When I was born, this country was in its childhood. By the time I was a teenager, people still talked about Indonesia as being a ‘young Republic’. Despite all the blood, sweat and tears that have flowed down the river and under the bridge, that meme from those impressionable years has stuck with me. Not so long ago I caught myself defending Indonesia and all its foibles in a debate with an expat using the excuse “it is still a young nation”.
words and photos by Rio Helmi
The founding fathers, Sukarno and Hatta, declared independence 72 years ago this week. We are for the most part a nationalistic people – the pomp and ceremony of the 17th of August commemorations bear witness to this. And yet, almost three quarters of a century later we still struggle with political and cultural identity, while simple things like implementing a comprehensive, effective waste disposal system or instilling a sense of responsibility into road users escape us. Rubbish has literally become a mounting problem anywhere within a hundred kilometers of human habitation; traffic snarls caused by total defiance of road rules (and lack of basic common sense) have reached epic proportions in all built up areas.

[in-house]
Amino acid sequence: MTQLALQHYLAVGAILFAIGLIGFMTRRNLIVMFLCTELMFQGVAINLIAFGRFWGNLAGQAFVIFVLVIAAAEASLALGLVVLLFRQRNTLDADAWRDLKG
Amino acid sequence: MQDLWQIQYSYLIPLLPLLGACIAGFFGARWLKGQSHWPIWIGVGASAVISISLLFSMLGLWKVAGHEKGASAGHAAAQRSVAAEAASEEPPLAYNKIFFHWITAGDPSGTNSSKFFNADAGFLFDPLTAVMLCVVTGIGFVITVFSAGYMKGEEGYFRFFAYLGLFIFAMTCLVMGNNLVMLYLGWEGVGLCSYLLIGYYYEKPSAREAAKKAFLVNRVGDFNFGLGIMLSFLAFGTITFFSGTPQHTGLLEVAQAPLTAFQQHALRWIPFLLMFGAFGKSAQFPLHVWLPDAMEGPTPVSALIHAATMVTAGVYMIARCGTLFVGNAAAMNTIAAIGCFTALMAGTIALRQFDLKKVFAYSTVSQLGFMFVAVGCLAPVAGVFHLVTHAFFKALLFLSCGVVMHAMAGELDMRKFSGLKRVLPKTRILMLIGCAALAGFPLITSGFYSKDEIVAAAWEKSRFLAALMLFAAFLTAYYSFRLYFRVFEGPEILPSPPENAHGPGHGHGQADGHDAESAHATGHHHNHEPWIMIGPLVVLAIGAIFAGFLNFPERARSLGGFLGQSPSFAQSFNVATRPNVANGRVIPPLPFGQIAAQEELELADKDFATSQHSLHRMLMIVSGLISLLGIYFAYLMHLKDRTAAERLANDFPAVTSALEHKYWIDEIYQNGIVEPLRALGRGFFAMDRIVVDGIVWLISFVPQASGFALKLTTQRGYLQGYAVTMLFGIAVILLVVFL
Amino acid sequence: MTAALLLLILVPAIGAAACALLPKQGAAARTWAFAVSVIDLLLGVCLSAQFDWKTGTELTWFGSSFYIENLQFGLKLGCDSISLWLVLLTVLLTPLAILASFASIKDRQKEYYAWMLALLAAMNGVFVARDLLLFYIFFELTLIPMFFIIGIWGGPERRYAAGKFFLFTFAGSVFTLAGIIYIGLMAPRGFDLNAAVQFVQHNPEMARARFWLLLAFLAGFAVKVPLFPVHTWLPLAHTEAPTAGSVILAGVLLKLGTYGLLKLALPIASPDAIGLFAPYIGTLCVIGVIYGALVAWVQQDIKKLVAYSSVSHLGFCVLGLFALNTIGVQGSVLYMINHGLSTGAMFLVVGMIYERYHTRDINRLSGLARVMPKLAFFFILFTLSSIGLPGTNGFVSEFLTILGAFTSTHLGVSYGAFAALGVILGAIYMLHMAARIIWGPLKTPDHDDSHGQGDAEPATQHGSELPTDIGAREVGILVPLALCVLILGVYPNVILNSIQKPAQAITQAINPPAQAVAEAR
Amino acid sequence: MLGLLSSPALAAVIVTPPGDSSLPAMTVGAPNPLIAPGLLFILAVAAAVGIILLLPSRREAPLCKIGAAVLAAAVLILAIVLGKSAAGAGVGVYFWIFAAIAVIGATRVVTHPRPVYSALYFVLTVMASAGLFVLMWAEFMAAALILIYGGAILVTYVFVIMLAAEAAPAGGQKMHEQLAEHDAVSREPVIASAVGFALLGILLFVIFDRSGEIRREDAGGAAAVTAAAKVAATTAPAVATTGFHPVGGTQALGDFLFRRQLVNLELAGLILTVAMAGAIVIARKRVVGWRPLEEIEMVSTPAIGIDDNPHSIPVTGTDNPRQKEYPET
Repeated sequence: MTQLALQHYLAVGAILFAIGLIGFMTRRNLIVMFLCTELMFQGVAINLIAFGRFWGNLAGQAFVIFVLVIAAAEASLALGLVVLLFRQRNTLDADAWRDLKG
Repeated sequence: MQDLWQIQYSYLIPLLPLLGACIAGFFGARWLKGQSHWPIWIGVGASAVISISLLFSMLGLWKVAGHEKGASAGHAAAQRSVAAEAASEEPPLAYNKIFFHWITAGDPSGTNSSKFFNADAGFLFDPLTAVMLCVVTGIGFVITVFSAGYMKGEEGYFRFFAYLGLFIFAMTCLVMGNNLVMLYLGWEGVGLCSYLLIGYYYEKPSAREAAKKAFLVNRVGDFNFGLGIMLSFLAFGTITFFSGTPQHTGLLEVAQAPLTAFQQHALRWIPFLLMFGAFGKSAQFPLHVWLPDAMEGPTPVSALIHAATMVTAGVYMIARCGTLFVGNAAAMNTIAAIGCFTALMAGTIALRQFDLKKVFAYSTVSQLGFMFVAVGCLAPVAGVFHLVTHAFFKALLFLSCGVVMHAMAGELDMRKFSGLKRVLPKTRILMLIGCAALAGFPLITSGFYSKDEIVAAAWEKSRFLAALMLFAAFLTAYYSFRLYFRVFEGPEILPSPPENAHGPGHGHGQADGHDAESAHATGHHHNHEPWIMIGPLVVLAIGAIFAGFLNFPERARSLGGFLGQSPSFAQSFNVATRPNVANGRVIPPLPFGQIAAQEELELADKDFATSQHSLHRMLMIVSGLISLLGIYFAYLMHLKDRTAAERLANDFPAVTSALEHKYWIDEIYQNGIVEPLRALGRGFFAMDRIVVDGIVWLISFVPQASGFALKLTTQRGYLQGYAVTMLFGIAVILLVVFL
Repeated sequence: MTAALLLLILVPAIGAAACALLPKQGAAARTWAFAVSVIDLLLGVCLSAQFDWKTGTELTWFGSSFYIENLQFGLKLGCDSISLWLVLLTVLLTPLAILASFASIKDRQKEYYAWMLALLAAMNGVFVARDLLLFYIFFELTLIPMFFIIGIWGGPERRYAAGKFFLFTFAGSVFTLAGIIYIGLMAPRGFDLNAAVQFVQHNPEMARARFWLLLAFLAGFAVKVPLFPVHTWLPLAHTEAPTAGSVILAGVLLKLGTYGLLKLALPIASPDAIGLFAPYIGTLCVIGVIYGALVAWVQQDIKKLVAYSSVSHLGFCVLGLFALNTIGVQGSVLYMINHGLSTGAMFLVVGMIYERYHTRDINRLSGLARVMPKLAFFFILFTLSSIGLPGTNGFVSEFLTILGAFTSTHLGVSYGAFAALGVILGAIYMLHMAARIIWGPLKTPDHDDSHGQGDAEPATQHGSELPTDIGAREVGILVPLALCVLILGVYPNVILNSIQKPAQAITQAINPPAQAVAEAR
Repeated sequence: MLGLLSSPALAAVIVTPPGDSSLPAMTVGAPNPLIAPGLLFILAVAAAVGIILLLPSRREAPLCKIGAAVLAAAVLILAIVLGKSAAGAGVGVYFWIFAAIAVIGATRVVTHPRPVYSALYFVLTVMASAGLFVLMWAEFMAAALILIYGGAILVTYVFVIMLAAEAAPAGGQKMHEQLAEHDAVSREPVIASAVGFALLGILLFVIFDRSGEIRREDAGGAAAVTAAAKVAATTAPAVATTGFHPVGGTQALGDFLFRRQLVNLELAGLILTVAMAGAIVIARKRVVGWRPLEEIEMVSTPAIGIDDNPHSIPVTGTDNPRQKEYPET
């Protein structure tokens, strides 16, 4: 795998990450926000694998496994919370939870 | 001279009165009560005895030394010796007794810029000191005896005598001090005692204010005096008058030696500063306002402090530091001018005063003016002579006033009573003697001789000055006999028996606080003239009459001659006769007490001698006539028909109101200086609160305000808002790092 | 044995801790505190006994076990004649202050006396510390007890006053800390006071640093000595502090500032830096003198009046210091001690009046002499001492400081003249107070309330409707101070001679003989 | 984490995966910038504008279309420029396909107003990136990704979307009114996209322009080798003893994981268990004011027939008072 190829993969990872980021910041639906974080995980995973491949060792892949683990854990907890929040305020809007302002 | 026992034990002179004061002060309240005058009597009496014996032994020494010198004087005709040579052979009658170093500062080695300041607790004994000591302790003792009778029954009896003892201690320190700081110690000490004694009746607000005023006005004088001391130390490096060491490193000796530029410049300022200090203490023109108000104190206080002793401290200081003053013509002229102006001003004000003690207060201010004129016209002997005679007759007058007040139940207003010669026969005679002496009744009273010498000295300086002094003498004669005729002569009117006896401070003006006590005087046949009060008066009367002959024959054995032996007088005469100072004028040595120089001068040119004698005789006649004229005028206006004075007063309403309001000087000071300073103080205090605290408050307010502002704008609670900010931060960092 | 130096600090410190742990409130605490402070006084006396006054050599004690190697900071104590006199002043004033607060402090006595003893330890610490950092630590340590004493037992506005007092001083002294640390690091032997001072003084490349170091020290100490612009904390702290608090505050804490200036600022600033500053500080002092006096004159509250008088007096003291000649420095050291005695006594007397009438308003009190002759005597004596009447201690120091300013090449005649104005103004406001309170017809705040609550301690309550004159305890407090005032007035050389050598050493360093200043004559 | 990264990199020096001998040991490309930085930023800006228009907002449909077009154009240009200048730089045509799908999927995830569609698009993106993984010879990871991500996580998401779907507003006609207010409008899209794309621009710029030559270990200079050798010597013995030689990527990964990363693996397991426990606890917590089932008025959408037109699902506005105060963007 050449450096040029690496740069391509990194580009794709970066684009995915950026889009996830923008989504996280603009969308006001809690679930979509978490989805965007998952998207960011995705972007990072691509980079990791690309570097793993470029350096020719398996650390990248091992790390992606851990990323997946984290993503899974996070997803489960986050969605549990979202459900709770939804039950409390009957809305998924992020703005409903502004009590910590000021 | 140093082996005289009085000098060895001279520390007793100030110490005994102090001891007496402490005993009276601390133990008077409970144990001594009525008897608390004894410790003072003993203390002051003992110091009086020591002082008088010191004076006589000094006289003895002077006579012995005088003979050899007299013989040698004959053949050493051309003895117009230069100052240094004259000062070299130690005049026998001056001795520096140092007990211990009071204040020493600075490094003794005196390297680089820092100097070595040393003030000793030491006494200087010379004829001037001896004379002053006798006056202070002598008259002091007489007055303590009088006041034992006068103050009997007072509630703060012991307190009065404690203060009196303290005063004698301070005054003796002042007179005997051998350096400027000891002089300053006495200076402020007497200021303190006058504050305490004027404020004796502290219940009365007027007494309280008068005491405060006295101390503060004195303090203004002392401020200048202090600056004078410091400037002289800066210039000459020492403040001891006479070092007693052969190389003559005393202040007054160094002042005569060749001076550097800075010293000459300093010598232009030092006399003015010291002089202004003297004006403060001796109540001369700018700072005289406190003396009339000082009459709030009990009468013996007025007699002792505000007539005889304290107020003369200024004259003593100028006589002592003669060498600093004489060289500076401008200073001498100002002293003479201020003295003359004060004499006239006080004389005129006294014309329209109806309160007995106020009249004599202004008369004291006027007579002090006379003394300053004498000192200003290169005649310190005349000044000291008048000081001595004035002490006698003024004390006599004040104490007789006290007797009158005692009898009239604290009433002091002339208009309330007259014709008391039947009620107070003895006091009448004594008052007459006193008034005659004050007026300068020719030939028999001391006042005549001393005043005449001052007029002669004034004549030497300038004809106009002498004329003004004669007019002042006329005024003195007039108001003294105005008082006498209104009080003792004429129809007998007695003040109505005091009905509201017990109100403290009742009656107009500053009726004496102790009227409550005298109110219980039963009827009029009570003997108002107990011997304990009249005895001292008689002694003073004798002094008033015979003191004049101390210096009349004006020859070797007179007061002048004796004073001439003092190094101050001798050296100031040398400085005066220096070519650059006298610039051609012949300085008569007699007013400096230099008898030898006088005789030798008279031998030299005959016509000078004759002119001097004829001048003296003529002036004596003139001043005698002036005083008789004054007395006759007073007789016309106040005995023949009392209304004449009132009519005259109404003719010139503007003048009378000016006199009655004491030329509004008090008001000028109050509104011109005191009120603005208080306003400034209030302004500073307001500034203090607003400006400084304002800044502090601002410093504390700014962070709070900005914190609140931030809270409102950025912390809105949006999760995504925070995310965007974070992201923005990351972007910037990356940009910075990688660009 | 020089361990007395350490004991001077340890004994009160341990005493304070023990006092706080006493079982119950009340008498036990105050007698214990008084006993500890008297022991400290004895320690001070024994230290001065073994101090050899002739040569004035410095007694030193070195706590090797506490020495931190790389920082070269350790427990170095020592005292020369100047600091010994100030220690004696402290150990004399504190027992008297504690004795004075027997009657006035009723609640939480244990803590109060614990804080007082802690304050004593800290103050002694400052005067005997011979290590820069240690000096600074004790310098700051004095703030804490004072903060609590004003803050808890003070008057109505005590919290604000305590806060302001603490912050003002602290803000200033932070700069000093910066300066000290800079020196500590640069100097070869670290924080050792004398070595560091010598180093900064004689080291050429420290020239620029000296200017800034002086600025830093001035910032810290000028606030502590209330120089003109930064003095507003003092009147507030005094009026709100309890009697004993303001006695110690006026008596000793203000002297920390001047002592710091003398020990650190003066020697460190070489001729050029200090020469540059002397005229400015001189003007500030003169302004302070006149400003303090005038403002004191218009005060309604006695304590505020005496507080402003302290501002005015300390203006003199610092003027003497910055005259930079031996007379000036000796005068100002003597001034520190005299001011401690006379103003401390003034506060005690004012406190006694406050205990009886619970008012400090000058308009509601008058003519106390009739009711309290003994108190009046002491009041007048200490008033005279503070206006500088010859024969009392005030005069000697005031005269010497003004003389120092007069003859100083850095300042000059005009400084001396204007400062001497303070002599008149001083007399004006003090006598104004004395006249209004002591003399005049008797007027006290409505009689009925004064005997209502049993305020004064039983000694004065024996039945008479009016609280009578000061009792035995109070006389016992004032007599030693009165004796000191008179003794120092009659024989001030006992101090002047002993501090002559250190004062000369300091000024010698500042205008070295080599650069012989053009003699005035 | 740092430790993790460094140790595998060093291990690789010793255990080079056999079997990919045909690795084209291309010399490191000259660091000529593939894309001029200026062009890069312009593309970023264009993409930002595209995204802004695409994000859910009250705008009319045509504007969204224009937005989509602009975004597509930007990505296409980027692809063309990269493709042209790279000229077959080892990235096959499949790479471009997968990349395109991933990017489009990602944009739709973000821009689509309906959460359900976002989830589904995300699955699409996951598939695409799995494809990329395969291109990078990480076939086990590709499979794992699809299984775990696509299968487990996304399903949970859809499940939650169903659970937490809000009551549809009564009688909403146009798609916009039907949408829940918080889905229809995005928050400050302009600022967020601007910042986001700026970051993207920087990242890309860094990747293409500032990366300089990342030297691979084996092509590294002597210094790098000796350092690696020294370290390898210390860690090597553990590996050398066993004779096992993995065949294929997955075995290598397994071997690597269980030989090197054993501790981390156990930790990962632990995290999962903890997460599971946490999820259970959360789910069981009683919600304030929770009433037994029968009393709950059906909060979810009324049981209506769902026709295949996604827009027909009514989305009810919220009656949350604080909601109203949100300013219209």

Above and below: 17 of August celebrations in Tegallalang
We can teach our school kids to sweep the schoolyard or to march in step and salute the flag. However we can’t get bikers to stay off sidewalks, drivers to stay in their lanes, or not to stop in the middle of intersections; nor can we stop people buying just about everything in multiple plastic bags and tossing them out anywhere they like. And the very same school kids are among the culprits. These are not examples of an ‘adult nation’, yet we are 72 years old. An age when some greater form of wisdom should have set in.
Indonesia’s own national modern culture is not yet one that is predominant or as pervasive as regional culture. What we have are multiple cultures, and multiple identities which, outside of the elite and some of the city-bound middle class, come first. Culture is not just about the arts. Think in the perspective of culture as that which comes from the people through creativity, feeling, deep commitment to a way of life that expresses itself through not only the arts but in ethical conduct, beliefs, lifestyles, etc.. It’s hard to point to a single dominant Indonesian culture that takes precedence over local “adat” tradition across the archipelago. Even the middle class demographic of young to middle age adults whose lives are all about connectivity and who have grown up in cities are vague when asked about a real Indonesian culture – theirs tends to a more a modified cosmopolitan or international culture.
That said however, we do have certain core values in common across the archipelago that stitch us together. In fact if we set aside all political and religious agendas and really took in what Pancasila (the fivefold ‘state ideology’ of Indonesia) represents, it is truly a powerful and enlightened stance worthy of a 21st Century democracy. And it could become the foundation for a flourishing modern culture.
Emblems of pancasila atop the Indonesian Red and White